For Sama (Edward Watts and Waad al-Kateab, 2019) also made The Grierson Trust’s “The Power of the Doc: Grierson at 50 – list of must-see documentaries from the last 50 years,” along with SDFF alumni James LeBrecht’s doc about the emergence of the disability rights movement, Crip Camp: A Disability Revolution (co-dir. Nicole Newnham, 2020). The list celebrates must-see documentaries released over the Trust’s 50 year history, and is organized by categories, including Bucket List Docs, Challenging the Status Quo, New Ways of Storytelling, Took Us Somewhere New, Personal Stories, and Do Look Back. The categories loosely align with vectors of change in the genre over the last half century. The Grierson Trust is a non-profit that commemorates pioneering Scottish documentarian John Grierson, widely regarded as one of the progenitors of documentary. The Trust holds the annual British Documentary Awards and puts on documentary labs and mentoring for filmmakers. Crip Camp is available to stream via Netflix.
Asian American, lesbian, modern artist, Bernice Bing, celebrated in the Madeleine Lim’s 2013 doc The Worlds Of Bernice Bing (SDFF 2020), finally seems to be in the spotlight, after years of exclusion from American and Asian Art History. The New York Times ran a recent piece on Bing and her erasure from Art History, following the opening of Into View: Bernice Bing, a retrospective exhibit of her work at the Asian Art Museum in San Francisco. The problematically titled Times piece, “Ignored in Life, Bernice Bing Is Discovered as Museums Rewrite History,” which appears to address the exclusion of Bing and other Asian American artist from Art History, weirdly begins by focusing on the absence of Asian American artist from Asian Art museums rather than from the institutions that produce the American art world and its history, including The Times itself. The article goes on to addresses the exclusion of Asian American artists from American Art museums through insightful, but brief, comments from Stanford professor Gordon H. Chang (Asian American Art: A History, 1850-1970) and Smithsonian curator of 20th Century Art Melissa Ho. Chang sees the rejection of Asian American art from museums as an extension of racism that characterizes people of Asian descent as “perpetual outsiders.” Ho discusses the “invisibility” of Asian American art from museums as the result of a curatorial focus on work that was reproduced in magazines and sold in the art market, which is based in New York. The piece also gives a biography of Bing, which feels a bit weird since it directly follows a statement about how most accounts of Bing focus on her life rather than her work. Overall, the article evinces the same imperfect step forward it attempts to address, but at least it’s a step in the right direction. More importantly, Into View is one of three exhibits of work by Asian American artists at the Asian Art Museum in SF, which also rewrote its mission statement this year to include Asian American artists. Into View: Bernice Bing, will be up at the Asian Art Museum from Oct. 7-May 1, 2023. The doc, The Worlds of Bernice Bing, a lush tribute to the little-known foremother of Asian American avant-garde art that does justice to her legacy as a San Francisco icon, showed as part of SDFF 2020.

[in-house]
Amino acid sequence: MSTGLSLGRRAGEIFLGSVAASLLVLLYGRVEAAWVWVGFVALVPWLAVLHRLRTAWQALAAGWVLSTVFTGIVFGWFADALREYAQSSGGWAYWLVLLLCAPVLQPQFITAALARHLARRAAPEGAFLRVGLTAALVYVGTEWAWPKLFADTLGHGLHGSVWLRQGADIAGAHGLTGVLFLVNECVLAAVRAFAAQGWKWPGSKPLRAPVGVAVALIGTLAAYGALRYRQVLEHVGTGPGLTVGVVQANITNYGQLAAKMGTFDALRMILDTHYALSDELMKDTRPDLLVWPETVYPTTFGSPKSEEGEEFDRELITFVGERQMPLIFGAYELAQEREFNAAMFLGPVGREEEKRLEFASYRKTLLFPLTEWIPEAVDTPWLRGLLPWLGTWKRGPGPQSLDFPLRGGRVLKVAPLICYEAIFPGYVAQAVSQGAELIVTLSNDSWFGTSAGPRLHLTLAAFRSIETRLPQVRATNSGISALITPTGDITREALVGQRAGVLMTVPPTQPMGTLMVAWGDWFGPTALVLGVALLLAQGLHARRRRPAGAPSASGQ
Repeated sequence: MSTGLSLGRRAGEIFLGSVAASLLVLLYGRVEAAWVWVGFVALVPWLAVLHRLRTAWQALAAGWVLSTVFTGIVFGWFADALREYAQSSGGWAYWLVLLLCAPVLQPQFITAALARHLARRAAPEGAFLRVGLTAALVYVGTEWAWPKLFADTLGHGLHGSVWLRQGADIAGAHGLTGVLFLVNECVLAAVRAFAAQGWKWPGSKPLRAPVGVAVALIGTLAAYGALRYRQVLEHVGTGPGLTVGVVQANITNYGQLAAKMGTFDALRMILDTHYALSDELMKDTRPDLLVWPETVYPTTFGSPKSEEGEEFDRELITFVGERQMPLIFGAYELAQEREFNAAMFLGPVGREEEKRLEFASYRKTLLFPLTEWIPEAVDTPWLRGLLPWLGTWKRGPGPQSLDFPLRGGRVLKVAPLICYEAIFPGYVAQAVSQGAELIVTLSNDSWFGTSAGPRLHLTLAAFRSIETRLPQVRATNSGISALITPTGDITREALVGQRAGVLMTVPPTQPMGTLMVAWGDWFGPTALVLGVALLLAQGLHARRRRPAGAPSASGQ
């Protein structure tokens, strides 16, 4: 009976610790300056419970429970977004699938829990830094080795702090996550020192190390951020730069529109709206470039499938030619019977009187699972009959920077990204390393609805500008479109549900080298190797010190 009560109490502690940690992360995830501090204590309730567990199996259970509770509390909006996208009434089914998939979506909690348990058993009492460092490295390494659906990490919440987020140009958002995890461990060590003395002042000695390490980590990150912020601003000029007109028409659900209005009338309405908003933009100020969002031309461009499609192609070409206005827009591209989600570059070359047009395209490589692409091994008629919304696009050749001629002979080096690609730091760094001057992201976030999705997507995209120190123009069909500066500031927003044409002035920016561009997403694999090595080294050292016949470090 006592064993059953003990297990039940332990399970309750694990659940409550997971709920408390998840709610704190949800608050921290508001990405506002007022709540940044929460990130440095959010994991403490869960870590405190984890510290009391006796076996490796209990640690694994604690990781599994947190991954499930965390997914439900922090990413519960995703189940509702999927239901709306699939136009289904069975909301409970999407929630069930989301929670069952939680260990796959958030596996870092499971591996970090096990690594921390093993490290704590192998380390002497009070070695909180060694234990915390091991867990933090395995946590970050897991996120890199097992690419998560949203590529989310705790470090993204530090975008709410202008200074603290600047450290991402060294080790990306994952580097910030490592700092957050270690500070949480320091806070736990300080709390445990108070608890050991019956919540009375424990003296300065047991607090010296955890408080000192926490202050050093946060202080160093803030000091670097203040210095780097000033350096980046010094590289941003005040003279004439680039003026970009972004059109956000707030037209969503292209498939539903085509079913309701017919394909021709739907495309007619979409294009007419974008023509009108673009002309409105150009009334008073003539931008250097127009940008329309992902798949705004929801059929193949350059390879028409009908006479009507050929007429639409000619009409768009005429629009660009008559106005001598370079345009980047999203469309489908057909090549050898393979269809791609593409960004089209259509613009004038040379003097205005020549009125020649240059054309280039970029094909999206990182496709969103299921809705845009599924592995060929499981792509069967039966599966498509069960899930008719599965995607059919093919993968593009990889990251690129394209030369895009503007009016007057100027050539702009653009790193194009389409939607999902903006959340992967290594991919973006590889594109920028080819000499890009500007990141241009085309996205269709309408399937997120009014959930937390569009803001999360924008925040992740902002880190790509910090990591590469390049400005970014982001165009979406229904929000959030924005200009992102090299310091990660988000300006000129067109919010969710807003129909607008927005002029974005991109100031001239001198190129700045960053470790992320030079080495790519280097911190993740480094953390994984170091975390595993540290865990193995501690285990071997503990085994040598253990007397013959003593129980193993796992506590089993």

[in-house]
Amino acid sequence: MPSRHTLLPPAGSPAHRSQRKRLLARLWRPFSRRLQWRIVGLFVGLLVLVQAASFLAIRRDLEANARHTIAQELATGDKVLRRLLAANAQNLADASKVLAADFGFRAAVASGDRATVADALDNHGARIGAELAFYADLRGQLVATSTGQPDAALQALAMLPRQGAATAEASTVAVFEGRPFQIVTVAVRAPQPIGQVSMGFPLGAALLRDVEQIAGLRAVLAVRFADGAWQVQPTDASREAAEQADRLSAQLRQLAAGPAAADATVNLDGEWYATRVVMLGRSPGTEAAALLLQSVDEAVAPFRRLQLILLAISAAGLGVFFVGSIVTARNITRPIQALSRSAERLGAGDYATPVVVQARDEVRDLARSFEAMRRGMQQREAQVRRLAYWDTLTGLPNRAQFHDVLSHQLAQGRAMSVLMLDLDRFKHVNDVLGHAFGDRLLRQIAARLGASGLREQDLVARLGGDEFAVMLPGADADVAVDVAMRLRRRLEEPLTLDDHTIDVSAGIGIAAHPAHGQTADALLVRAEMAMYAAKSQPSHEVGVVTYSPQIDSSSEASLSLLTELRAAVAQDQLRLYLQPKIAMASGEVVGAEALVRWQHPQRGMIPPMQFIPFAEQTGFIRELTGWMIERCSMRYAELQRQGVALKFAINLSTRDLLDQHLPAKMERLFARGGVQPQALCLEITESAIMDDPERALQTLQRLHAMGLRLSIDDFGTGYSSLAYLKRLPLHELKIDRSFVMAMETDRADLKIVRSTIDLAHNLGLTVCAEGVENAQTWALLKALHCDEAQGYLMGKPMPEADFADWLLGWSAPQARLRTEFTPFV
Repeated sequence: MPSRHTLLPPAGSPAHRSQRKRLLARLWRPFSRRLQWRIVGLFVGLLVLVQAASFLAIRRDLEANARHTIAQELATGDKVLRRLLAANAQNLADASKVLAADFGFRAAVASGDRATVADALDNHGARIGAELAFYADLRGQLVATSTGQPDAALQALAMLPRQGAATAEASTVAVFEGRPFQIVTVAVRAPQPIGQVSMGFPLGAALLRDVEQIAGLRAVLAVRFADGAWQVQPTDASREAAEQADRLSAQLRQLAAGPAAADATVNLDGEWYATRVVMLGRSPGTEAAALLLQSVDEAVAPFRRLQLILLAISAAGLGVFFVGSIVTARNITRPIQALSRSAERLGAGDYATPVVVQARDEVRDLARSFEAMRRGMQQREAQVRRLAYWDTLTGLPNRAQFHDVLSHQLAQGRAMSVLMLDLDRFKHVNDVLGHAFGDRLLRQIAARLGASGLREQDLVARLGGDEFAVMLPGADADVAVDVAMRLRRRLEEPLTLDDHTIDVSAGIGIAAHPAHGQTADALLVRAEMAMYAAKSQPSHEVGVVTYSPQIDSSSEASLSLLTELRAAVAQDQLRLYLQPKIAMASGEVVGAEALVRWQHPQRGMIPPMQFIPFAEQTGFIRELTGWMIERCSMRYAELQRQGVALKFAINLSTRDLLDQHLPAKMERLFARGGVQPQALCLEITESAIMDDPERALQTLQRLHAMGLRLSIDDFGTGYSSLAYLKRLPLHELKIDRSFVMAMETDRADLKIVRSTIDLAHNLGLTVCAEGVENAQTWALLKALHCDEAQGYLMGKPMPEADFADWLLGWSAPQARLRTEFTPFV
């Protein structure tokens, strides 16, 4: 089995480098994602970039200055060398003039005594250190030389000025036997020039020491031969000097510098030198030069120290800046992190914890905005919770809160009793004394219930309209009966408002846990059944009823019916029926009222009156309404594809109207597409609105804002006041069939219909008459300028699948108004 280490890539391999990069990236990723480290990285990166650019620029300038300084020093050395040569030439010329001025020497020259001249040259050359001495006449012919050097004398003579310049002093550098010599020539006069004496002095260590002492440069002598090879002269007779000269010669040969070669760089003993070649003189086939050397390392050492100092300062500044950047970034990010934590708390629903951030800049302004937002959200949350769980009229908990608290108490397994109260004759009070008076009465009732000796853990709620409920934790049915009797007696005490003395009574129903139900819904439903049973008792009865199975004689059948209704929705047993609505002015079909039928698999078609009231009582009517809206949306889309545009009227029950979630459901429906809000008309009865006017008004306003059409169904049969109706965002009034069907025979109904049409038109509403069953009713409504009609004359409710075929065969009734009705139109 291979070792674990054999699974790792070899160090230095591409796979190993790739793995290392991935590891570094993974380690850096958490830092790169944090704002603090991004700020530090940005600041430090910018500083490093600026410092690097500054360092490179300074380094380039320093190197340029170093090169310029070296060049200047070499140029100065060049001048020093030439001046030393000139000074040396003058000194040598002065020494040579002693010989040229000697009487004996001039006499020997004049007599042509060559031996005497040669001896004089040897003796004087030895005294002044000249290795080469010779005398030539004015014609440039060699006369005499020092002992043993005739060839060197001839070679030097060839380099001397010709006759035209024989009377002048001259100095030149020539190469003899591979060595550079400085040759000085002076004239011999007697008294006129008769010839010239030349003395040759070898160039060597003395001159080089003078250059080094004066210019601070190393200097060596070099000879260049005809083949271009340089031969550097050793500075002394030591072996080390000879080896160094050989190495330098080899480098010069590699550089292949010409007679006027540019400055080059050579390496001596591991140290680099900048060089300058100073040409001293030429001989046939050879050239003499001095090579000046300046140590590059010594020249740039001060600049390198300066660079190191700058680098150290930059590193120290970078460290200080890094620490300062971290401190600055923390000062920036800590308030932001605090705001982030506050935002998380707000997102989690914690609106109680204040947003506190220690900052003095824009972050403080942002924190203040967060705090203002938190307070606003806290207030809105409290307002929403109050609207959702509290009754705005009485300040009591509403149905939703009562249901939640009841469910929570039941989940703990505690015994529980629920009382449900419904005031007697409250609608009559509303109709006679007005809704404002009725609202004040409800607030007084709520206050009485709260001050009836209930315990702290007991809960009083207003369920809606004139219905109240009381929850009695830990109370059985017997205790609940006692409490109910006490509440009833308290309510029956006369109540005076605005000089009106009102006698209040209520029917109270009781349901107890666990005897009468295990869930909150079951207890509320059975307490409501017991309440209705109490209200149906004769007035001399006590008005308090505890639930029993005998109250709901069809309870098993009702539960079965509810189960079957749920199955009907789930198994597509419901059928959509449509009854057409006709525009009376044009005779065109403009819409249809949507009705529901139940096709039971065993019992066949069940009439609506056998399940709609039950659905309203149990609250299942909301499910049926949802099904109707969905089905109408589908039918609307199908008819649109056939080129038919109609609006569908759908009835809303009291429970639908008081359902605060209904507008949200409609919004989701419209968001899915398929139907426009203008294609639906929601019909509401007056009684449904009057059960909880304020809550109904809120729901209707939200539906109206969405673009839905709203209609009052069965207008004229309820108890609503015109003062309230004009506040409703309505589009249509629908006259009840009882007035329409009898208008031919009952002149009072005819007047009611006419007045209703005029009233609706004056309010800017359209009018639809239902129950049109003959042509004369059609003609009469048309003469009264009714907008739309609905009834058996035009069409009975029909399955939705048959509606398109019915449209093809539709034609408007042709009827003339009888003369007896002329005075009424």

Maya Cueva and Leah Galant’s abortion doc On The Divide (SDFF 2022) was screened earlier this month at Michigan’s Oakland University, ahead of an upcoming state vote on the Right to Reproductive Freedom Initiative, which would provide a constitutional right to reproductive freedom in the state. Released just months before the recent U.S. Supreme Court decision to overturn the national abortion protections afforded by Roe v. Wade, On The Divide tracks the intersection of three Latinx people living in McAllen, Texas who, despite their views, are connected by the most unexpected of places: the last abortion clinic on the U.S./Mexico border. As threats to the clinic and their personal safety mount, these three are forced to make decisions they never could have imagined. The screening was followed by a virtual conversation with co-directors Cueva and Galant. The event was co-presented by the university’s Women and Gender Studies program, and it’s Latinx Employee Resource Group, as well as The Klein Center, which focuses on globalization and culture.